Linear algebra formalizes the procedure to find all solutions to a linear system of equations when they exist, or to prove that they don’t exist.
Linear Combinations and Span §
Linear Independence §
Linear Transformations §
is a linear transformation if:
- For ,
- For and scalar ,
- any linear transformations respects linear combinations
Onto and Into §
The image of a linear transformation is the set . The image is also the span of the columns of , the std matrix of .
A linear transformation is onto if the image of is .
A linear transformation is into if for every , .
|is onto||is into|
|'s RREF has a pivot in each row||'s RREF has a pivot in each column|
|The columns of span||The columns of are LI|
|has a solution for each||has only the trivial solution|
|The image of is||The kernel of is|
Matrix Multiplication §
If and are linear transformations, is a linear transformation.
If the matrix is the std matrix for and the matrix is the std matrix for , then will be a matrix which is the std matrix for .
For a matrix , and .
Consider and . and are inverses of each other if and .
If exists, is invertible.
A linear transformation is invertible iff it is both into and onto.
Consider a matrix and a matrix . and are inverses of each other if and .
If exists, is invertible.
Transposes and Inverses §
A matrix is symmetric if
If and are matrices such that is defined, .
If is invertible, is invertible. .
Invertible Matrix Theorem §
Consider a linear transformation with a standard matrix . The following statements are equivalent:
- is into
- The columns of are linearly independent
- has only the trivial solution
- 's RREF has a pivot in every column (no free vars)
- 's RREF is the identity matrix
- 's RREF has a pivot in each row
- For every , is consistent
- The columns of span
- is onto
- is invertible
- is invertible
- is invertible
- The rows of span
- The rows of are linearly independent
To calculate the matrix of a matrix, row reduce it with the identity matrix on the right side.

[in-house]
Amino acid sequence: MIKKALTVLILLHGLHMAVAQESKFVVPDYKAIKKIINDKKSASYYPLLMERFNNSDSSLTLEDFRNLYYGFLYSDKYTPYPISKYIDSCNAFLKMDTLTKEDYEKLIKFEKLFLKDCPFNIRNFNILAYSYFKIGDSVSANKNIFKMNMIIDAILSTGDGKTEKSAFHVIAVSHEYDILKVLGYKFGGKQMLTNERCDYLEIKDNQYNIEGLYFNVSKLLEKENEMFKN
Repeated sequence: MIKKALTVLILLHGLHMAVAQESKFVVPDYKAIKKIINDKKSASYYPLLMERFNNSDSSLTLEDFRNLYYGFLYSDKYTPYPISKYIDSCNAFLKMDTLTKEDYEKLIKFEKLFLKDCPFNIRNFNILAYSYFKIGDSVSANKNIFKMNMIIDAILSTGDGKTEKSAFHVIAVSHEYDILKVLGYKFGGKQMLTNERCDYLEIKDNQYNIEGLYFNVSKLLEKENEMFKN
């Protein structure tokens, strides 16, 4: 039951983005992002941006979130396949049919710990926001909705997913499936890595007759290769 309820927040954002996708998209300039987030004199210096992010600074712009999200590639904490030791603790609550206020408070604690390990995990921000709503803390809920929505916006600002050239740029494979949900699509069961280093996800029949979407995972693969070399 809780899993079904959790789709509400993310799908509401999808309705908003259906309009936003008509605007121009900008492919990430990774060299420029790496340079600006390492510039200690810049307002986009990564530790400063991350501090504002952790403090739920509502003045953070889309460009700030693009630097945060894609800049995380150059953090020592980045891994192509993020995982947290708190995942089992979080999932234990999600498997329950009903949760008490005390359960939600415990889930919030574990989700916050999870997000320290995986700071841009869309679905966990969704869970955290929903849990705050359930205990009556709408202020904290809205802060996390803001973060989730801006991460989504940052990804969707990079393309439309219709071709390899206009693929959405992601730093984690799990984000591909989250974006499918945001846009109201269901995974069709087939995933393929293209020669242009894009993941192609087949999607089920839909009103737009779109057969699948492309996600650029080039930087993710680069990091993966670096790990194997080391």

Elementary Matrices §
Scaling a row §
Adding times a row to another row §
Swapping two rows §
If is spanned by a finite list of vectors, the dimension of is the number of vectors in a basis. If is nto spanned by a finite set, is infinite-dimensional.
Any two bases of have the same size.
Any set of more than vectors is linearly dependent.
Consider a -dimensional vector space :
- if are LI, they also span and hence form a basis
- if span , they are also LI and hence form a basis
Matrices Relative to Bases §
Let . is a basis for and is a basis for . If is the matrix for relative to and , for all .
has the columns: .
is invertible iff is invertible.
is the matrix for relative to and .
Similarity and Diagonalization §
A square matrix is diagonalizable if it is similar to some diagonal matrix .
If has linearly independent eigenvectors , is diagonalizable and , where has columns and has along its diagonal.
Any list of eigenvectors for a matrix with distinct eigenvalues must be linearly independent.
A matrix has at most distinct eigenvalues.
If a matrix has distinct eigenvalues, it has an eigenbasis and is therefore diagonalizable.
If is a square matrix and is a scalar, (plus ) is the -eigenspace of .
The characteristic polynomial of in is . A scalar is an eigenvalue of iff it is a solution to .
If is an eigenvalue for , the algebraic multiplicity of is the number of times appears as a root of the characteristic poly (aka the exponent of the corresponding term). The geometric multiplicity of is the dimension of the -eigenspace ().
Complex Numbers §
Let . and .
Fundamental theorem of algebra: Any non-constant polynomial with real or complex coefficients factors completely into linear factors over .
If is a polynomial with real coefficients, and , is also zero.
Complex Eigenvalues §
If is an eigenvector ofor a real matrix with eigenvalue , then is also an eigenvector with eigenvalue .
Suppose is a real matrix. Suppose that is a non-real complex eigenvalue for , with a corresponding eigenvector . Let and . Then is a basis of , and the matrix for with respect to is .
Inner Products §
For two vectors and in , .
The distance between two vectors and is .
For two vectors , in a vector space that has an inner product, and are orthogonal if . Additionally, and are orthogonal iff .
A list is orthogonal iff for . If the list is orthogonal and for all , it is also orthonormal.
A list of non-zero orthogonal vectors is linearly independent.
Orthogonal Projections §
For a ; , a subspace of ; , an orthonormal basis of ; .
- is perpendicular to all vectors in
- is the only vector that satisfies (1) and (2)
- is the closest vector to in
If has an orthogonal basis , .
If is an matrix and the columns of form an ONB of , and .
Orthogonal Decomposition §
is the direct sum of and if and . .
Let be a subspace of . , the orthogonal complement of , is . is a subspace of . Additionally, .
Least Squares §
Let be a matrix and . is consistent, and its solutions are least-squares solutions to .
Orthogonal Matrices §
If is symmetric, eigenvectors with distinct eigenvalues are orthogonal.
If is a real, symmetric matrix, is orthogonally diagonalizable.
For an matrix , the following are equivalent:
- is an orthogonal matrix
- The columns form an orthonormal basis for
- preserves inner products:
- preserves norms:
Spectral Theorem §
is symmetric if and only if is orthogonally diagonalizable.
Spectral theorem: For a symmetric matrix :
- All roots of are real
- The geometric multiplicity of each eigenvalue equals its algebraic multiplicity
- Eigenspaces with distinct eigenvalues are mutually orthogonal
- is orthogonally diagonalizable